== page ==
By Cliff Berryman
While the Coronavirus has caused the commercial real estate markets to pause and take a breath, the current medical real estate environment has physician sellers still capturing record high sales prices and buyers lining up to make offers. While real estate and the general economy have been on an upward trend for the past decade, medical real estate has outperformed other asset classes because of investors who see opportunity and security in the growing need for healthcare providers.
Physicians and independent clinics are selling their real estate for a multitude of reasons. We have heard many sentiments from our clients, including:
“Our younger partners have no interest in buying into our real estate ownership.”
“We recently affiliated with the hospital and they are encouraging (or requiring) us to sell our real estate.”
“Our group is looking to grow and the millions we have tied up in our real estate could be reallocated.”
“My partners and I are thinking of retiring in the next couple years.”
If any of those statements sound familiar and you are exploring the sale of your medical property, the positive news is that you can directly control the pricing you receive for your building. Much of your building’s value can be created by the lease that you put into place through what is known as a sale leaseback. If you are planning to stay in the property for a long time, you should agree to sign the longest lease possible. Leases with longer terms, higher rental rates, and triple-net expense structures will garner the highest possible price. Additionally, certain buyers are able to provide sellers with tax benefits where you can defer paying taxes on the sale of your property indefinitely, while diversifying your real estate exposure and earning an attractive return.
Over the lifetime of building ownership, many property owners have been forced to manage the maintenance, accounting and general upkeep of a property, distracting practice managers or physicians from their core duties. These common demands of property ownership further make the thought of passive returns from owning shares instead of a physical building attractive to many. Larger buyers are often able to provide equity in the form of operating partnership units in addition to cash in conjunction with the purchase of a building. This allows active owners of real estate to become passive investors while diversifying from a single building to a portfolio of properties. Typically, this occurs when selling a property to a real estate investment trust (REIT) or an investment fund where the transaction is commonly referred to as an “UPREIT” or a “721 exchange,” after the section of the tax code that describes the structure.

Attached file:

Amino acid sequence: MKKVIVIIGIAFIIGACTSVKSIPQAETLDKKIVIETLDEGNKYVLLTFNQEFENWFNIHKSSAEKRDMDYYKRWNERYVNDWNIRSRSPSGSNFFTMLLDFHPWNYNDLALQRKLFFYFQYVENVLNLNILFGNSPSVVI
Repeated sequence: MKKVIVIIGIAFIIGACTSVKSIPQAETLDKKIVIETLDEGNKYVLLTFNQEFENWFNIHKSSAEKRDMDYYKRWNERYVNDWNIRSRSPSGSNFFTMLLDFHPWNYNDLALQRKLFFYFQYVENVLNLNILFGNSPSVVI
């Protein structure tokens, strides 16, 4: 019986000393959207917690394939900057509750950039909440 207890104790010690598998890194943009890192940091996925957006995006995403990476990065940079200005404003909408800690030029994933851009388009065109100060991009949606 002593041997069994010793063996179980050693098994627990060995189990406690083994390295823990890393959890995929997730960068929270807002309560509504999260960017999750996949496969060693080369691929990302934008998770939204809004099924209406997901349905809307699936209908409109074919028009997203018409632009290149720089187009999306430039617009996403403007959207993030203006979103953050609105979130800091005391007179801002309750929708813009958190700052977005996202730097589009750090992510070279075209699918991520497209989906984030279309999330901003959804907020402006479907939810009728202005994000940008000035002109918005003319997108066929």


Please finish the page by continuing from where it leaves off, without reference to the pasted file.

This is viewed for tax purposes as the seller contributing their building, or portion of their building, to the real estate investment trust and defers the capital gains on the sale. Depending on the REIT, sellers generally have the flexibility to receive sale proceeds in any ratio of cash and REIT partnership units.
Similar to a 1031 exchange, a 721 exchange provides sellers with deferred tax treatment on the portion of the proceeds the seller elects to receive in equity, as opposed to cash. In an UPREIT transaction, understanding the culture of the buyer group is as important as the negotiated sale price, as well as the historical performance and future growth prospects of the new owner. A sale-leaseback transaction does not end when the sale of the building occurs; the relationship you have with your landlord will continue for many years, so you should ensure they are a good cultural fit with you and your partners.
Whether you are looking for a new capital strategy or a way to diversify you investment, the UPREIT is a fantastic option, especially right now, and one that all owners should consider. From 2004 to 2019, REIT’s have outperformed the S&P 500 by 9% with an increase of 228.4%, which is a testament to real estate investment trusts as a solid long-term investment. Between defering your taxable gains or moving your capital to a passive real estate investment vehicle, the UPREIT gives an owner the power to maximize their long-term income. It is always best to consult your accountant before pursuing an UPREIT to find the most pertinent and creative ways to implement a plan based on your specific needs.
Cliff Berryman is EVP of Acquisitions for Flagship Healthcare Properties.
The Editorial Team at Healthcare Business Today is made up of skilled healthcare writers and experts, led by our managing editor, Daniel Casciato, who has over 25 years of experience in healthcare writing. Since 1998, we have produced compelling and informative content for numerous publications, establishing ourselves as a trusted resource for health and wellness information. We offer readers access to fresh health, medicine, science, and technology developments and the latest in patient news, emphasizing how these developments affect our lives.